Bharat Masrani -- Group President and Chief Executive Officer

Thank you, operator, and thank you, everyone, for joining us. While it is premature to declare victory against the pandemic, given what we are seeing around the world, we are encouraged with the progress we've seen in North America, in various parts of our footprint. And as the economy recovers and we get to the other side of this, we feel very good with our diversified business model, the value proposition we provide. And of course, the famous legendary experiences that the bank is well-known for. So we feel that as the economy normalizes, TD strengths will come to fore and looking forward to good growth levels as we see that happening.

I also want to take the opportunity to once again thank my 90,000 colleagues around the world. They've been the pillar, the anchor for the bank to manage through a very difficult period here, and they continue to deliver for our shareholders, for our customers, for our communities as well as for each other. So thank you for that.

And folks, look forward to meeting some of you in person, hopefully, sooner than later. But at a minimum, we will be talking 90 days from now. Thank you very much.

Operator

[Operator Closing Remarks]

Duration: 75 minutes

Call participants:

Gillian Manning -- Head of Investor Relations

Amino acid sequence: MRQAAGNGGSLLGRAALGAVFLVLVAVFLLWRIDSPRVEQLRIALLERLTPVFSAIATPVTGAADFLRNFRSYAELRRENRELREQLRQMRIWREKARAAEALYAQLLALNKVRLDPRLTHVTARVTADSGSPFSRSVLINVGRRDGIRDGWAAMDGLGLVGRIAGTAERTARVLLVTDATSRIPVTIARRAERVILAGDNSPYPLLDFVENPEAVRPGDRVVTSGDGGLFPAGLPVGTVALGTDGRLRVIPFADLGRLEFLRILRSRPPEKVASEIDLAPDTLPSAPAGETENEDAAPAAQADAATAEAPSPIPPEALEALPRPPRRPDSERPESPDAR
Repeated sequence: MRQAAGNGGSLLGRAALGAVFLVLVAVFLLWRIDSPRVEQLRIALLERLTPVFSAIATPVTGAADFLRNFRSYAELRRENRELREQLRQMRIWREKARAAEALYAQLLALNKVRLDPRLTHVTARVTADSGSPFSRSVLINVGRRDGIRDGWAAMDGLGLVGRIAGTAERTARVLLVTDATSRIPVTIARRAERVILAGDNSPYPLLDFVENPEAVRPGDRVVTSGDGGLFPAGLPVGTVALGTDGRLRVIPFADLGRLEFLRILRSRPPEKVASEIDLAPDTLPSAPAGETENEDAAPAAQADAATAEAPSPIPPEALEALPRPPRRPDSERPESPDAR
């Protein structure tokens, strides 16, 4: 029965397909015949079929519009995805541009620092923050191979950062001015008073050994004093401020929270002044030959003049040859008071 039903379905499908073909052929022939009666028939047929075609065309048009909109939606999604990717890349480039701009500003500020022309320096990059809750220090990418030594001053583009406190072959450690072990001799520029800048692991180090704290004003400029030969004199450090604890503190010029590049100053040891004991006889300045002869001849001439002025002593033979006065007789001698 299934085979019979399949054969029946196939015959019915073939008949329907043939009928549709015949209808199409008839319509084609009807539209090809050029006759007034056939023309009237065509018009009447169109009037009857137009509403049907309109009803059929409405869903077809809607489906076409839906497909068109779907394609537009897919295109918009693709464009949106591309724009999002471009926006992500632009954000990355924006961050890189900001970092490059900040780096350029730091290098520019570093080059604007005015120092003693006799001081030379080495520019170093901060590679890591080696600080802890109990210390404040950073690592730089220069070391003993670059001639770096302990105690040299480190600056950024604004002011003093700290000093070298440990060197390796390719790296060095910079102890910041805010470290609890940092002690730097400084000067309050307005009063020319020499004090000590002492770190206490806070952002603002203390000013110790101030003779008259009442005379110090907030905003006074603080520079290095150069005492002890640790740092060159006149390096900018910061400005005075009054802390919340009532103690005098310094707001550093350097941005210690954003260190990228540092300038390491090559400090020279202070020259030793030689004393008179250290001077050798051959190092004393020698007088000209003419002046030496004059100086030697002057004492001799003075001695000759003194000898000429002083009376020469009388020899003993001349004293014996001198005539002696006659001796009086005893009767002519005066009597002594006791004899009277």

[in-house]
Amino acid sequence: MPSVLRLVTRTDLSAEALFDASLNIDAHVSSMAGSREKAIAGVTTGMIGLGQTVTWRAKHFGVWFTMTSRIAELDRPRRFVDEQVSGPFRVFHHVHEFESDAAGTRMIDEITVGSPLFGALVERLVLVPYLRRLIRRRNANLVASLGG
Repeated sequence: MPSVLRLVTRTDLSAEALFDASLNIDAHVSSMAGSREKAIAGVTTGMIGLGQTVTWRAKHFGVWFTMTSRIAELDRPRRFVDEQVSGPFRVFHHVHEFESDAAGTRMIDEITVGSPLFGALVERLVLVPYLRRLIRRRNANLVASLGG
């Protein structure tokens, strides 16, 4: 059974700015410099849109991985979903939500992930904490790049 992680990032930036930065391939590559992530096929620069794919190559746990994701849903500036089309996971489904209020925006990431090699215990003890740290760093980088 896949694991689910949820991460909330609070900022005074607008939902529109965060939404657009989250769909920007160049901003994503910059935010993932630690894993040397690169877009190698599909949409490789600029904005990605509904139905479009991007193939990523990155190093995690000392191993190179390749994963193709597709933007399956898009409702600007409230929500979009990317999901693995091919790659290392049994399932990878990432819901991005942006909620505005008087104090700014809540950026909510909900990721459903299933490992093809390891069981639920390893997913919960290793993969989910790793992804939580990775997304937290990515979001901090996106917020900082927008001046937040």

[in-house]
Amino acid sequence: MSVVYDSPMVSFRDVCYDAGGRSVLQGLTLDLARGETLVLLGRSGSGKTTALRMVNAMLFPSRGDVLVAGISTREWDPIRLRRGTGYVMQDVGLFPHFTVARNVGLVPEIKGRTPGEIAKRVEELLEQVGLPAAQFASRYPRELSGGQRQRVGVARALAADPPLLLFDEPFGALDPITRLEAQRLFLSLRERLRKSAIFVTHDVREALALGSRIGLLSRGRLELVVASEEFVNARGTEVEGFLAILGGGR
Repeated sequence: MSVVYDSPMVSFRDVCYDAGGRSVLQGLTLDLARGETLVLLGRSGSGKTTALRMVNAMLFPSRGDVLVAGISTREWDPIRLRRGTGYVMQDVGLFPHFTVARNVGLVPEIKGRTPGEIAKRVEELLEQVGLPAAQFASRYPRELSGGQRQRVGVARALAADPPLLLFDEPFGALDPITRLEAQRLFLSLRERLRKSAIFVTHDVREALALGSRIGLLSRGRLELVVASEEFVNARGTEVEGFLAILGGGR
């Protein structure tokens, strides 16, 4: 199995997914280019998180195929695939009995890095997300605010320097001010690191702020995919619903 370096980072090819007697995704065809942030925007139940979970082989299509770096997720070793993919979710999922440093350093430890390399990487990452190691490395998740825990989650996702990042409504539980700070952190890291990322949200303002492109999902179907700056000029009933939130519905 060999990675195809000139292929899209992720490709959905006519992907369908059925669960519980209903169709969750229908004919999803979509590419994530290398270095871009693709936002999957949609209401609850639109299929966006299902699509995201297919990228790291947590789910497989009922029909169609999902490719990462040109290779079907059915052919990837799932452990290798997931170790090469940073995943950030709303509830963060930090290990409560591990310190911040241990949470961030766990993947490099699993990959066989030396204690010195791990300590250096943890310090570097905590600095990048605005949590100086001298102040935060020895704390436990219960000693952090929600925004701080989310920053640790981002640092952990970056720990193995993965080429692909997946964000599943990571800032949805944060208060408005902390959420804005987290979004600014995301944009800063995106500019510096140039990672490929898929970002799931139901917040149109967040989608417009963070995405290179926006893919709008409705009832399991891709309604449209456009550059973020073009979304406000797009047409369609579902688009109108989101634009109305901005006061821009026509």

Bharat Masrani -- Group President and Chief Executive Officer

Riaz Ahmed -- Group Head and Chief Financial Officer

Ajai Bambawale -- Group Head and Chief Risk Officer

Greg Braca -- Group Head, U.S. Retail, TD Bank Group, and President and Chief Executive Officer, TD Bank, AMCB

Teri Currie -- Group Head, Canadian Personal Banking TD Bank Group

Robert (Bob) Dorrance -- Chairman, Chief Executive Officer and President, TD Securities; Group Head, Wholesale Banking, TD Ba

Ebrahim Poonawala -- Bank of America Securities -- Analyst

Meny Grauman -- Scotia Capital -- Analyst

Paul Holden -- CIBC Capital Markets -- Analyst

Scott Chan -- Canaccord Genuity -- Analyst

Sohrab Movahedi -- BMO Capital Markets -- Analyst

Nigel D'Souza -- Veritas Investment Research -- Analyst

Gabriel Dechaine -- National Bank Financial -- Analyst

Darko Mihelic -- RBC Capital Markets -- Analyst

Mike Rizvanovic -- Credit Suisse -- Analyst

Doug Young -- Desjardins Capital Markets -- Analyst

Mario Mendonca -- TD Securities -- Analyst